Converting #5 to a low-angle version

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Forum topic by luthierwnc posted 12-04-2015 03:30 AM 863 views 0 times favorited 9 replies Add to Favorites Watch
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146 posts in 1802 days

12-04-2015 03:30 AM

Hi All,

Forgive me for hogging the hand tool forum but I’m wrestling with an idea that won’t go away. I’m wondering if anyone has ever tried converting a garden-variety #5 bench plan into a low-angle version. Beater 5’s are readily available cheap and the mouth seems to be the right size. The mechanism look like block plane parts.

At any rate, I might give it a try if the winter gets bad enough but any words of experience would go a long way.

thanks, sh

9 replies so far

View jerryminer's profile


928 posts in 1467 days

#1 posted 12-04-2015 05:55 AM

Interesting thought. No, I haven’t tried it. Are you planning on machining your own low-angle frog? Or…??

-- Jerry, making sawdust professionally since 1976

View bridgerberdel's profile


50 posts in 1268 days

#2 posted 12-04-2015 06:09 AM

It’s on my list of things to do someday, but probably with a #4. I want to keep it bevel down with a chipbreaker, so low angle probably means about 35° to 40°. I’m thinking that i’ll probably machine metal off of the bottom of the frog, which will mean that the frog adjuster and mounting screws won’t work anymore. Probably just epoxy it into place.

-- occasional musings on my blog:

View luthierwnc's profile


146 posts in 1802 days

#3 posted 12-04-2015 09:18 AM

I took some of my Stanleys apart and Sharpied a line on the side replicating a 12 degree angle from the back of the mouth. It would take some serious metal removal to lay in a new bed. I think a much better platform would be the Shelton #4 or #5 for sheer antique tool desecration. I haven’t done anywhere near the research I’ll need to do but that tool is basically what I’m thinking about except for the low-angle re-imagining. They can also be had reasonably.

I don’t know if I’ll ever do anything about this but I really love the 60 1/2. There are times I wish it were a two-handed unit with a bigger base for leverage.

Please keep ideas, what-if’s and red flags coming in, thanks, sh

View Smitty_Cabinetshop's profile


15369 posts in 2644 days

#4 posted 12-04-2015 01:56 PM

Not having an adjustable mouth would be a downside. Not sure what you’d tab the block plane mechanism to once the frog is pulled. Interesting idea though. How thin would the modified sole be? Big issue with the #62 is chipped mouth opening.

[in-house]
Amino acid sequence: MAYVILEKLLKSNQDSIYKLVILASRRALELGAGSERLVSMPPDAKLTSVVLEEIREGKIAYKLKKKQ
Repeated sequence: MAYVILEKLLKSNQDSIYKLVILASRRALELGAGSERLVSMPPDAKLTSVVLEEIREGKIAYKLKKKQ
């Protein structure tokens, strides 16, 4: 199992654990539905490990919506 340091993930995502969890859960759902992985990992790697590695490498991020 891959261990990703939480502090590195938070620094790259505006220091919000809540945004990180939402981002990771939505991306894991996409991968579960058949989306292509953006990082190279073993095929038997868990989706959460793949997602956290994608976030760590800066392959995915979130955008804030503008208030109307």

-- Don't anthropomorphize your handplanes. They hate it when you do that. -- OldTools Archive --

View luthierwnc's profile


146 posts in 1802 days

#5 posted 12-04-2015 02:50 PM

The Sheltons don’t have a frog. They are a lot like the wooden planes I’ve made with a stout bar running between the sides that is wedged to hold the blade and cap down. Attached are a restored #4 (photo pinched from here, with gratitude) and the guts of one on Ebay. The restored one shows the cross-bar more clearly since they are usually Japanned with the rest of the body.

Oddly, there is a newer model using the same patent number (?) that incorporates a similar adjustment mechanism inside a Bailey-style lever cap. I haven’t found any pictures of the interior but I’m thinking it has to have a frog. This will be a frog-free zone unless I make one. On the Stanleys, the minimum angle before you have a lot of iron to displace is about 25 degrees.

I have a bid in on a beater #5 right now. I thought about the more common #4 but wanted the extra distance between the cutter assembly and the tote to maneuver. A jack plane is as good as a smoother for what I have in mind—if not better.

I’m just going by pictures but it looks like the metalwork required would be lowering or eliminating the cross-brace on the bed that supports and sets the angle for the blade and moving (probably replacing) the cross-bar to match the new lie of the cutter. The mouth is almost certainly milled to match the cutter angle and that will have to be modified. 12 degrees doesn’t leave much metal so I’ll need to bolster that and also make an assembly to replace the structural loss of the bottom brace.

I could spend forever trying to design it in the abstract but I’ve had modest success figuring things out practically when the parts are sitting on the bench. Right now I think brazing a piece of brass to lie in the bed. Mating the new bed and the mouth will take some fancy brazing and I’m not the worlds’ best welder.